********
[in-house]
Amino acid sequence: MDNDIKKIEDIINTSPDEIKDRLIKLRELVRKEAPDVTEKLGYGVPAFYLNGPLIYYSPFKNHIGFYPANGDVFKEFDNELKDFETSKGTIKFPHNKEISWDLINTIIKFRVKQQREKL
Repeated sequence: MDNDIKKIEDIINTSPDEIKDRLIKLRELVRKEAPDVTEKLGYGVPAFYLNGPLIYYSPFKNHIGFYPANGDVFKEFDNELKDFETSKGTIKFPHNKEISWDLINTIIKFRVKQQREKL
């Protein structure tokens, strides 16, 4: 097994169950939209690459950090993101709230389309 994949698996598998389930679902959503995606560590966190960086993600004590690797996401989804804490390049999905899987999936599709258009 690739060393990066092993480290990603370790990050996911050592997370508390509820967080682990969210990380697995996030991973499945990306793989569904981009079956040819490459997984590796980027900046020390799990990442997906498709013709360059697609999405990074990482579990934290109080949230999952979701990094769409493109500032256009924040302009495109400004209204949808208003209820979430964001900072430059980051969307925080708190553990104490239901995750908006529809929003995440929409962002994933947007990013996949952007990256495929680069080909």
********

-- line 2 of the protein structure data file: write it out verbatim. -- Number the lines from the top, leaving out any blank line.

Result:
Amino acid sequence: MDNDIKKIEDIINTSPDEIKDRLIKLRELVRKEAPDVTEKLGYGVPAFYLNGPLIYYSPFKNHIGFYPANGDVFKEFDNELKDFETSKGTIKFPHNKEISWDLINTIIKFRVKQQREKL